How do you make your own music psychedelic?
David Hurley: I use my ears as a satellite and my hands to reciprocate the message.
B'eirth: I find the most useful device in pursuing psychedelia is immersion in solitude within undomesticated environs. Pertinent adjuncts taken advantage of are a variety of yogas, erotophilia, and the here gratuitously mentioned provocation process of the myriad herbs. The process of creation in music making is often in and of itself psychedelic—long improvisation sessions can be especially potent.
Peter Sando: Echo and delay effects can make a song colorful and moving. I'm comfortable in a deep echo chamber. Of course finding new sounds creates new experiences, and I'm always experimenting. For me, the lyrics are a key element in a psyche song. Visual imagery and enigmatic phrases can leave the listener with their own interpretation and experience. One of my favorite lyrics is [Procul Harum's] "A Whiter Shade of Pale."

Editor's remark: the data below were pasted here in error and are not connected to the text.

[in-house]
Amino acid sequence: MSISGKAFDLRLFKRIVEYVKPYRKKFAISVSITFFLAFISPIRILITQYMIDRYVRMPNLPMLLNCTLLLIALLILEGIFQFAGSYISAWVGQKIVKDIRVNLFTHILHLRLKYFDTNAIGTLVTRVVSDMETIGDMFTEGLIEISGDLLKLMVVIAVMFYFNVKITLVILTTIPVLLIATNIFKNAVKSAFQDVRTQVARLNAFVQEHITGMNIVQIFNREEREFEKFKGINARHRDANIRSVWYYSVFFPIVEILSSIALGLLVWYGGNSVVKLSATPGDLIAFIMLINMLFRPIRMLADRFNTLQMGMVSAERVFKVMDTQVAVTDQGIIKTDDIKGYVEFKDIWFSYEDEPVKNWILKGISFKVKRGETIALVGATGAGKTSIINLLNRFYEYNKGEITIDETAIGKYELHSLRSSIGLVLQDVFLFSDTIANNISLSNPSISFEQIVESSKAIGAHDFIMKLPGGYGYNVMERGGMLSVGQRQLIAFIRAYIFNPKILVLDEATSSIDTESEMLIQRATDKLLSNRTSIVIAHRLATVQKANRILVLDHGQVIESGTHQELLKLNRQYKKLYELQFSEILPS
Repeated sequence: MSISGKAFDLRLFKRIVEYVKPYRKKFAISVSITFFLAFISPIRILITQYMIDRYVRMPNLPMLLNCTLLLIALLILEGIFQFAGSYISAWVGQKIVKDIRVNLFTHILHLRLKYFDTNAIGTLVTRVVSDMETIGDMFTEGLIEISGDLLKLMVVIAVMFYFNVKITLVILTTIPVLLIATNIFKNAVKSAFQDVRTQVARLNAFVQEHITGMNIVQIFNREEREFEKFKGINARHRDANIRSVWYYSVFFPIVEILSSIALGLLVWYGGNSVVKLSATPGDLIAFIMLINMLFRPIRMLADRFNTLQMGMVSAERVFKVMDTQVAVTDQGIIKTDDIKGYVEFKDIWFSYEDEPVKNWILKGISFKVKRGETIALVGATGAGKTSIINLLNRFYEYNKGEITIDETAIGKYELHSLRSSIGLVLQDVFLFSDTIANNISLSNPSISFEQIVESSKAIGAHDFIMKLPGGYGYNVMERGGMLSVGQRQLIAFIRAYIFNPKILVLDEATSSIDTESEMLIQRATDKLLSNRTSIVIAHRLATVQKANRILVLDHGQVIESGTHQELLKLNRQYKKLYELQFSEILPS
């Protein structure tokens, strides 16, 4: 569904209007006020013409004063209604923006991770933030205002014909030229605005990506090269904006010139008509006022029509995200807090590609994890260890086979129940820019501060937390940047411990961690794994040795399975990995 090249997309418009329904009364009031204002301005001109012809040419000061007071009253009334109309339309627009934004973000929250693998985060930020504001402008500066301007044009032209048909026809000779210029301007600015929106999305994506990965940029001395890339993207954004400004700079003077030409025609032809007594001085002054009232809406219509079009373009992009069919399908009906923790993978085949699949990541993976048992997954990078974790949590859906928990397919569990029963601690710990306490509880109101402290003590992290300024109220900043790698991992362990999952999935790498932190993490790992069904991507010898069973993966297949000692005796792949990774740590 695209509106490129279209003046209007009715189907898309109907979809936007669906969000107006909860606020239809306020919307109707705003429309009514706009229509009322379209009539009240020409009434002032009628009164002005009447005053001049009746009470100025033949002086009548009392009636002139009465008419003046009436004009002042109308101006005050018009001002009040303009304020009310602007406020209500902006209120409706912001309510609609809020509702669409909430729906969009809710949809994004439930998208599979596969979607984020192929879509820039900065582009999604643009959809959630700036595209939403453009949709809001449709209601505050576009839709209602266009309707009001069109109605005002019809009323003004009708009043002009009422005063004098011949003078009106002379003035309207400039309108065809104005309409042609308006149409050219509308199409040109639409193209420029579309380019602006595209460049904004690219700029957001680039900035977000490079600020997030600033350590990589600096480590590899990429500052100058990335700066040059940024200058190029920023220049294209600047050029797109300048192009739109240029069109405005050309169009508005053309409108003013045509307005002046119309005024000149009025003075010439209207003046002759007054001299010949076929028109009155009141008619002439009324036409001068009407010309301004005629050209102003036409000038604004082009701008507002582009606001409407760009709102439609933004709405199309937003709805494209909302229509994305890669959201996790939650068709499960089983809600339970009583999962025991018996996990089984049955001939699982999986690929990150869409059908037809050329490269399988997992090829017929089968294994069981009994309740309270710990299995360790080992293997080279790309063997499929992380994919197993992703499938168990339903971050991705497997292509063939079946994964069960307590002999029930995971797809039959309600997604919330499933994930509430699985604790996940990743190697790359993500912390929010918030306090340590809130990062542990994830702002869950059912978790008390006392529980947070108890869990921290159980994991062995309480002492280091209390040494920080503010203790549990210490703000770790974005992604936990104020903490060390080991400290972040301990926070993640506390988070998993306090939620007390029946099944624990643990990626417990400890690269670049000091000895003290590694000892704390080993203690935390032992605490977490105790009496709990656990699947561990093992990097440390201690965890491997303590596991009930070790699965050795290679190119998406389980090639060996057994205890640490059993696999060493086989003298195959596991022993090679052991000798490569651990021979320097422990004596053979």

Adam Forkner from White Rainbow: I use a combination of looping devices as well as a bevy of effects, both in stomp-box and computer form (including filters, delay, phaser, fuzz—all very trippy), to create complex, multi-layer waves of sound. But you don't need gear to make psychedelic music. It's a state of mind and creative presence more than anything else. They didn't use any of this stuff to make A Love Supreme. They didn't have this stuff 1,000 years ago in the Javanese gamelan, and that shit is TRIPPY!
Is psychedelic music all about drug use, or has it moved beyond that?
B'eirth: Though the term "psychedelic" was originally coined with regard to drug use, the psychedelic experience is primordial. The psychedelic experience has been traditionally linked with drug use as with music, ritual, ecstatic dancing, etc., so drug use with regard to psychedelic music would be corollary.
Peter Sando: I would say that in 1968 when we recorded [the album] Gandalf, we thought drugs made the music better, but in hindsight I know it was just an illusion. We could have produced so much more without the hang-ups that ensued. There was so much confusion and wasted time. A healthy mind is the ultimate high.